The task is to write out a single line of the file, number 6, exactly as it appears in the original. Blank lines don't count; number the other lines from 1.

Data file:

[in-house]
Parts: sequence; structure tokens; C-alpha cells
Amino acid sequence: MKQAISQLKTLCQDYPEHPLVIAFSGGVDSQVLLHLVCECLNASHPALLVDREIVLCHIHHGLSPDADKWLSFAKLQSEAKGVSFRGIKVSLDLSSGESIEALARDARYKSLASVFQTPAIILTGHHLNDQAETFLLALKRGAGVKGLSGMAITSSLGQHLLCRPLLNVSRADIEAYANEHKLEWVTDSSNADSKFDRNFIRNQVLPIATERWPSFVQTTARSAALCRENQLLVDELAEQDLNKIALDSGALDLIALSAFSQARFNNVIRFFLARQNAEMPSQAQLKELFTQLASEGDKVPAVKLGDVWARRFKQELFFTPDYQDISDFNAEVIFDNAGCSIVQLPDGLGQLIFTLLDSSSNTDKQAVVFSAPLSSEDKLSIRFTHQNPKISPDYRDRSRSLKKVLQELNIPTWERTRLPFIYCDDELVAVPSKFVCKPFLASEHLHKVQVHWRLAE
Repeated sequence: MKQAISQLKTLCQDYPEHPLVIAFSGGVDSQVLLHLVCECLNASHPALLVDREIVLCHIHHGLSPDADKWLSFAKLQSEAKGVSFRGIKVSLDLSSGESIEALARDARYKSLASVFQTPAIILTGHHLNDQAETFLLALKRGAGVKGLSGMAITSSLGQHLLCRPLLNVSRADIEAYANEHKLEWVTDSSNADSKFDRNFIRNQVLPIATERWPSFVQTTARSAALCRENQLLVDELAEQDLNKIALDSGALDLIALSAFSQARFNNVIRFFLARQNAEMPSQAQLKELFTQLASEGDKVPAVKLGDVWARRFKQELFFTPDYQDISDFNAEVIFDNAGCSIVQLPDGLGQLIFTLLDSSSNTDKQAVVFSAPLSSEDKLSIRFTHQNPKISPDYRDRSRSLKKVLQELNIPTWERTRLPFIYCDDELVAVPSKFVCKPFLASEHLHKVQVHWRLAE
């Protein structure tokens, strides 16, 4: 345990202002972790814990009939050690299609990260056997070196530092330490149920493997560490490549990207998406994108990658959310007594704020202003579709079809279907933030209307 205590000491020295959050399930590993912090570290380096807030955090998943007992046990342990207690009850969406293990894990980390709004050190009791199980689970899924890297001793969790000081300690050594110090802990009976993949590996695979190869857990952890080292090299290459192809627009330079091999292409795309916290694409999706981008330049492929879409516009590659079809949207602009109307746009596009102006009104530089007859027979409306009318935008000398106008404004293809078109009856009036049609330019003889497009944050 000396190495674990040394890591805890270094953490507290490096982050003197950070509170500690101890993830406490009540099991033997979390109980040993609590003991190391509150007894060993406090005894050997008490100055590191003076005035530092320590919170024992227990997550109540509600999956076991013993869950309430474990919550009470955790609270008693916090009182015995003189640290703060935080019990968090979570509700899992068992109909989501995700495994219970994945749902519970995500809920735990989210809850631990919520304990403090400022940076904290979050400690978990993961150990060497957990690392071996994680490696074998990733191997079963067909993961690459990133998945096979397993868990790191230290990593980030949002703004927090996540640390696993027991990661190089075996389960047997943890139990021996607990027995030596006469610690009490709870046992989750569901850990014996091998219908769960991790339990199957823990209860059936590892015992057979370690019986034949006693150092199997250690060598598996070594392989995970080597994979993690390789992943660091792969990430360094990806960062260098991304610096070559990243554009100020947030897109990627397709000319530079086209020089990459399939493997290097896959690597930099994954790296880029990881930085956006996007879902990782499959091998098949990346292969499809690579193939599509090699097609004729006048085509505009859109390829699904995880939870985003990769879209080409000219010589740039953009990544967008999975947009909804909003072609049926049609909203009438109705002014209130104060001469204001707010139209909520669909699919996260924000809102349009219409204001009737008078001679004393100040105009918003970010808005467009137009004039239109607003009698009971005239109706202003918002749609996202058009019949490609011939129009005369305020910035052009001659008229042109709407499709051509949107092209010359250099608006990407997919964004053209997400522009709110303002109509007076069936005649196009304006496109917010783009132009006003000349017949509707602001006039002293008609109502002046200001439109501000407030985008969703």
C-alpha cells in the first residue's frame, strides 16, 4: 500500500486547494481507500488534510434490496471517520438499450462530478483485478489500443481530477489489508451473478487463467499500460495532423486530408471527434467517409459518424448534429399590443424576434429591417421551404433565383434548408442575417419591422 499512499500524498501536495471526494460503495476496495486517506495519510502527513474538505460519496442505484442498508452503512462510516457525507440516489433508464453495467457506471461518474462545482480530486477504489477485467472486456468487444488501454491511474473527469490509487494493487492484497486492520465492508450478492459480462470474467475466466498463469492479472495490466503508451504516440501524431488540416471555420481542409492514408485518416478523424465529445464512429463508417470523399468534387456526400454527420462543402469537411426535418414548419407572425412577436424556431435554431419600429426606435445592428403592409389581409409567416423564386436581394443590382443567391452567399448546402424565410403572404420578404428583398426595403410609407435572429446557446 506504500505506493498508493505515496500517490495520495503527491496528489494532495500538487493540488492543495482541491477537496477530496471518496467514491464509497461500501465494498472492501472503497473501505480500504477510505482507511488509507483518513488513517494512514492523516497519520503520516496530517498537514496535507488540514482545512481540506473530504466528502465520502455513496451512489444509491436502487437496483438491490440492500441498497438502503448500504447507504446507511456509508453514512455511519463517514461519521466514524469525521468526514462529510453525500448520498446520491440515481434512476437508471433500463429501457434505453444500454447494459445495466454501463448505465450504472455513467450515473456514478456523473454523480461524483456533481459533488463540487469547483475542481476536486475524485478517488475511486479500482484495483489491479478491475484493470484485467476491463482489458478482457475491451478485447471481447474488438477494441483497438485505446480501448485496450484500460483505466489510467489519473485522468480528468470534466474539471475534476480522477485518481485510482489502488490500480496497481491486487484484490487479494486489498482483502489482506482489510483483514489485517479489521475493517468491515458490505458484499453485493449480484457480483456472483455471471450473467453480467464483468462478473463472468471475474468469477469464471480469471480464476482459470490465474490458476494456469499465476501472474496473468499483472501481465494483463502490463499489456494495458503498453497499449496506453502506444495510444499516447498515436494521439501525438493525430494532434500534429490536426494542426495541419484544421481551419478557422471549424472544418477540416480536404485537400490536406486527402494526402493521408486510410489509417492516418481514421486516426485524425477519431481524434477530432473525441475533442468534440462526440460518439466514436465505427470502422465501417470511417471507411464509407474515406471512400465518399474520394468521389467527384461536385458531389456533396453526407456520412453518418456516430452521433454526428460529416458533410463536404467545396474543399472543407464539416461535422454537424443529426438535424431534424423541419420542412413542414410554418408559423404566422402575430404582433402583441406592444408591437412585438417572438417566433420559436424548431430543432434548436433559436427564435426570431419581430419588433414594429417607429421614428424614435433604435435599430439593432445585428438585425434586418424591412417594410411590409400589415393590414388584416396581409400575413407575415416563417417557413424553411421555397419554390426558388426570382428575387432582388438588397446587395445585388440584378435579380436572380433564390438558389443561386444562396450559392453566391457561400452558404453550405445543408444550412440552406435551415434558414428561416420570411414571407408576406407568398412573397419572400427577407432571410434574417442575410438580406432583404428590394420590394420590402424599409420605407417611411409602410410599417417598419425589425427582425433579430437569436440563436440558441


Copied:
C-alpha cells in the first residue's frame, strides 16, 4: 500500500486547494481507500488534510434490496471517520438499450462530478483485478489500443481530477489489508451473478487463467499500460495532423486530408471527434467517409459518424448534429399590443424576434429591417421551404433565383434548408442575417419591422 499512499500524498501536495471526494460503495476496495486517506495519510502527513474538505460519496442505484442498508452503512462510516457525507440516489433508464453495467457506471461518474462545482480530486477504489477485467472486456468487444488501454491511474473527469490509487494493487492484497486492520465492508450478492459480462470474467475466466498463469492479472495490466503508451504516440501524431488540416471555420481542409492514408485518416478523424465529445464512429463508417470523399468534387456526400454527420462543402469537411426535418414548419407572425412577436424556431435554431419600429426606435445592428403592409389581409409567416423564386436581394443590382443567391452567399448546402424565410403572404420578404428583398426595403410609407435572429446557446 506504500505506493498508493505515496500517490495520495503527491496528489494532495500538487493540488492543495482541491477537496477530496471518496467514491464509497461500501465494498472492501472503497473501505480500504477510505482507511488509507483518513488513517494512514492523516497519520503520516496530517498537514496535507488540514482545512481540506473530504466528502465520502455513496451512489444509491436502487437496483438491490440492500441498497438502503448500504447507504446507511456509508453514512455511519463517514461519521466514524469525521468526514462529510453525500448520498446520491440515481434512476437508471433500463429501457434505453444500454447494459445495466454501463448505465450504472455513467450515473456514478456523473454523480461524483456533481459533488463540487469547483475542481476536486475524485478517488475511486479500482484495483489491479478491475484493470484485467476491463482489458478482457475491451478485447471481447474488438477494441483497438485505446480501448485496450484500460483505466489510467489519473485522468480528468470534466474539471475534476480522477485518481485510482489502488490500480496497481491486487484484490487479494486489498482483502489482506482489510483483514489485517479489521475493517468491515458490505458484499453485493449480484457480483456472483455471471450473467453480467464483468462478473463472468471475474468469477469464471480469471480464476482459470490465474490458476494456469499465476501472474496473468499483472501481465494483463502490463499489456494495458503498453497499449496506453502506444495510444499516447498515436494521439501525438493525430494532434500534429490536426494542426495541419484544421481551419478557422471549424472544418477540416480536404485537400490536406486527402494526402493521408486510410489509417492516418481514421486516426485524425477519431481524434477530432473525441475533442468534440462526440460518439466514436465505427470502422465501417470511417471507411464509407474515406471512400465518399474520394468521389467527384461536385458531389456533396453526407456520412453518418456516430452521433454526428460529416458533410463536404467545396474543399472543407464539416461535422454537424443529426438535424431534424423541419420542412413542414410554418408559423404566422402575430404582433402583441406592444408591437412585438417572438417566433420559436424548431430543432434548436433559436427564435426570431419581430419588433414594429417607429421614428424614435433604435435599430439593432445585428438585425434586418424591412417594410411590409400589415393590414388584416396581409400575413407575415416563417417557413424553411421555397419554390426558388426570382428575387432582388438588397446587395445585388440584378435579380436572380433564390438558389443561386444562396450559392453566391457561400452558404453550405445543408444550412440552406435551415434558414428561416420570411414571407408576406407568398412573397419572400427577407432571410434574417442575410438580406432583404428590394420590394420590402424599409420605407417611411409602410410599417417598419425589425427582425433579430437569436440563436440558441